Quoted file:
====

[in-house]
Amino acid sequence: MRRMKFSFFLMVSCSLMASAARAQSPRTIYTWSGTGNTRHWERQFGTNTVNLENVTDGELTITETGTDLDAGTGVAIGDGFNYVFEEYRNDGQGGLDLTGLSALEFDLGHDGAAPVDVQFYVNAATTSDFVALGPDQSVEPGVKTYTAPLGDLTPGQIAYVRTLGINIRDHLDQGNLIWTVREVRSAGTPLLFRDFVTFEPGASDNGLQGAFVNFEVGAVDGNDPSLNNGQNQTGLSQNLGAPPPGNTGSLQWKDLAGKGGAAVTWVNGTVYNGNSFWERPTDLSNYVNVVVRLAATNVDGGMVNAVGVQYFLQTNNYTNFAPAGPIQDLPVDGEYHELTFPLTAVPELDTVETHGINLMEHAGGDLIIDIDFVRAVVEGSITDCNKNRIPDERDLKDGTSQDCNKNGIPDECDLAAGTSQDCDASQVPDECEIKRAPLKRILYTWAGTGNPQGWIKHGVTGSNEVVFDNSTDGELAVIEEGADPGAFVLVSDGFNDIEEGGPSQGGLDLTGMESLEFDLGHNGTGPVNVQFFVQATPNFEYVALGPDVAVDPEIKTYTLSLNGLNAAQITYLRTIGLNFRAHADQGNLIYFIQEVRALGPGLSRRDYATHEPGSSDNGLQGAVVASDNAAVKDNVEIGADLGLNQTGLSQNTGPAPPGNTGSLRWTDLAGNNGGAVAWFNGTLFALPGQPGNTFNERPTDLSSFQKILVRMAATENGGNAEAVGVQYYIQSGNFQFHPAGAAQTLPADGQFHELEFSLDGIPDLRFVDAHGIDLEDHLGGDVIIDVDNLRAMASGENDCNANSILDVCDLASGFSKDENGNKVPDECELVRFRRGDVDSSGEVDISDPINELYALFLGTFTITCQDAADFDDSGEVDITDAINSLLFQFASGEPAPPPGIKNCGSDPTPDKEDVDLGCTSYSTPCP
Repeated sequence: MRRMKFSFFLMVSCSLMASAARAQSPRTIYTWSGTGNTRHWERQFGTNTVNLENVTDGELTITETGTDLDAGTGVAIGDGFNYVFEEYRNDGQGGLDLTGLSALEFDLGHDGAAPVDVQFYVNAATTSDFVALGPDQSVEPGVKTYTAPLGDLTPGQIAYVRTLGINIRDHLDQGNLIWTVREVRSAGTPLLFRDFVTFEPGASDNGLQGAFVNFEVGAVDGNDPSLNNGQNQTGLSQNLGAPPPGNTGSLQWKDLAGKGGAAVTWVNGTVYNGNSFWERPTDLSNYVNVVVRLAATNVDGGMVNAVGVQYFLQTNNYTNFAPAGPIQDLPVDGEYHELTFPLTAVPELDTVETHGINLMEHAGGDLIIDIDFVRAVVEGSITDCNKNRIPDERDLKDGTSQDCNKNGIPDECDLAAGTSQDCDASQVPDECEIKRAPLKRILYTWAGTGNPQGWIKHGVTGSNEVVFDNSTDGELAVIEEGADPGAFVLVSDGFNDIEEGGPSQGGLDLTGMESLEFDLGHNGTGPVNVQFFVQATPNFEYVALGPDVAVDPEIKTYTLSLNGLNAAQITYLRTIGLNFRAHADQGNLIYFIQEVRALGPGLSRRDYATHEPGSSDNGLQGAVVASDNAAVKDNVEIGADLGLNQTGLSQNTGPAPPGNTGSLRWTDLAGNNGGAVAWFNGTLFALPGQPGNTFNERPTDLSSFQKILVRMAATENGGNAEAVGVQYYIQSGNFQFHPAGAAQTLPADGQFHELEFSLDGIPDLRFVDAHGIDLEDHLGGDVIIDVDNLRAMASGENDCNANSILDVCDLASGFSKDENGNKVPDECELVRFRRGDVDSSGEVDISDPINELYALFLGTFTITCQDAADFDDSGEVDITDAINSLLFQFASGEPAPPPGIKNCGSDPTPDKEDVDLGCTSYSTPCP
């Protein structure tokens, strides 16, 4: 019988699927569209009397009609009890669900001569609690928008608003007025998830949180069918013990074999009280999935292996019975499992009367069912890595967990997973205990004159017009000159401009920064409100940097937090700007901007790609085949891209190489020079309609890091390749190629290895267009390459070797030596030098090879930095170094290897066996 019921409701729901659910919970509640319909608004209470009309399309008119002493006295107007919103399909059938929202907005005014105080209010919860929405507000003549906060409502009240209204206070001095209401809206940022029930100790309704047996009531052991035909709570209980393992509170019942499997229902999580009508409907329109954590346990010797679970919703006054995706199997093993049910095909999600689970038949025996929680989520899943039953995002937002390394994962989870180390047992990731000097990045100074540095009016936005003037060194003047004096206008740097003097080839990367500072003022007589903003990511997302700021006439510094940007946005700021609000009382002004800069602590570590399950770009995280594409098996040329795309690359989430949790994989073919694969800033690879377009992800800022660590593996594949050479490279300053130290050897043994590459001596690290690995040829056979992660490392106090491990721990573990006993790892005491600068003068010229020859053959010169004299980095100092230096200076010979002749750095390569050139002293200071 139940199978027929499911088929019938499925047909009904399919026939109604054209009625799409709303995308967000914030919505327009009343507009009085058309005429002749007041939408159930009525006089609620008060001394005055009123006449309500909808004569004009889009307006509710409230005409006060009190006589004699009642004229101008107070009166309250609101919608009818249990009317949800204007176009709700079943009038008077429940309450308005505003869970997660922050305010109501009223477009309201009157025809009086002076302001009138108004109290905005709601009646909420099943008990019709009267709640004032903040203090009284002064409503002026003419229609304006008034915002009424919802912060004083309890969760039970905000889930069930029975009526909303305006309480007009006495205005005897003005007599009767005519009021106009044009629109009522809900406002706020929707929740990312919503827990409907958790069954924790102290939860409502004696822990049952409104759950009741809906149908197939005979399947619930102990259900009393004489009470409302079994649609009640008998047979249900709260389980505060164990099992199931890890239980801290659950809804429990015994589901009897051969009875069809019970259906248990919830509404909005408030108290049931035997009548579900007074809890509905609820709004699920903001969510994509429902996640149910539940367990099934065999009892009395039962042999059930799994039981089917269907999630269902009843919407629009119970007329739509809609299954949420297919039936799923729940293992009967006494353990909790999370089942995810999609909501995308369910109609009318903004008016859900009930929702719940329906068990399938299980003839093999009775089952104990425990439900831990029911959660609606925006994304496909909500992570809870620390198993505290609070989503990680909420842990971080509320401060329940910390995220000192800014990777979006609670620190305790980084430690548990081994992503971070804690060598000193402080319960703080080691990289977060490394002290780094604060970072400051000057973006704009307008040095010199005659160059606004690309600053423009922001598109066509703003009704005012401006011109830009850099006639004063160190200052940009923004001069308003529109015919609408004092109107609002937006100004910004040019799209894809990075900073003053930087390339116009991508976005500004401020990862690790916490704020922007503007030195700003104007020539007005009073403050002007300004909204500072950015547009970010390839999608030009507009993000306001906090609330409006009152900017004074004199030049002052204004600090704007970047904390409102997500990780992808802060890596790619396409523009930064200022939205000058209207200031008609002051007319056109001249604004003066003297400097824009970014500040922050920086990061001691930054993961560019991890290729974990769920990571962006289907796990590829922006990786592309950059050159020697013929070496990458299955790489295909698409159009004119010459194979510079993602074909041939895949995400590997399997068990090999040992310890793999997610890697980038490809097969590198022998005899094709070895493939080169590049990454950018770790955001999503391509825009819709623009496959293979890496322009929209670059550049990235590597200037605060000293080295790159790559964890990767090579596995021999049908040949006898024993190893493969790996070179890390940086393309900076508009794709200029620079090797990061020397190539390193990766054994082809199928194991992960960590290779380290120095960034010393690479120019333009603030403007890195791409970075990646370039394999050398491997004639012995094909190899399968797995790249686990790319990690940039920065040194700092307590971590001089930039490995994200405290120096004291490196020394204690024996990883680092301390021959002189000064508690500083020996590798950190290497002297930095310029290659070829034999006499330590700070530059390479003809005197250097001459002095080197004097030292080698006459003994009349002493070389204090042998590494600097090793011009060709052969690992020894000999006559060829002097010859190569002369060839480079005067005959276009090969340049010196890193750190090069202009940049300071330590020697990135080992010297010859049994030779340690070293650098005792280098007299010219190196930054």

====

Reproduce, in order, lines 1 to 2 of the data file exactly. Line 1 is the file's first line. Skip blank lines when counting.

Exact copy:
[in-house]
Amino acid sequence: MRRMKFSFFLMVSCSLMASAARAQSPRTIYTWSGTGNTRHWERQFGTNTVNLENVTDGELTITETGTDLDAGTGVAIGDGFNYVFEEYRNDGQGGLDLTGLSALEFDLGHDGAAPVDVQFYVNAATTSDFVALGPDQSVEPGVKTYTAPLGDLTPGQIAYVRTLGINIRDHLDQGNLIWTVREVRSAGTPLLFRDFVTFEPGASDNGLQGAFVNFEVGAVDGNDPSLNNGQNQTGLSQNLGAPPPGNTGSLQWKDLAGKGGAAVTWVNGTVYNGNSFWERPTDLSNYVNVVVRLAATNVDGGMVNAVGVQYFLQTNNYTNFAPAGPIQDLPVDGEYHELTFPLTAVPELDTVETHGINLMEHAGGDLIIDIDFVRAVVEGSITDCNKNRIPDERDLKDGTSQDCNKNGIPDECDLAAGTSQDCDASQVPDECEIKRAPLKRILYTWAGTGNPQGWIKHGVTGSNEVVFDNSTDGELAVIEEGADPGAFVLVSDGFNDIEEGGPSQGGLDLTGMESLEFDLGHNGTGPVNVQFFVQATPNFEYVALGPDVAVDPEIKTYTLSLNGLNAAQITYLRTIGLNFRAHADQGNLIYFIQEVRALGPGLSRRDYATHEPGSSDNGLQGAVVASDNAAVKDNVEIGADLGLNQTGLSQNTGPAPPGNTGSLRWTDLAGNNGGAVAWFNGTLFALPGQPGNTFNERPTDLSSFQKILVRMAATENGGNAEAVGVQYYIQSGNFQFHPAGAAQTLPADGQFHELEFSLDGIPDLRFVDAHGIDLEDHLGGDVIIDVDNLRAMASGENDCNANSILDVCDLASGFSKDENGNKVPDECELVRFRRGDVDSSGEVDISDPINELYALFLGTFTITCQDAADFDDSGEVDITDAINSLLFQFASGEPAPPPGIKNCGSDPTPDKEDVDLGCTSYSTPCP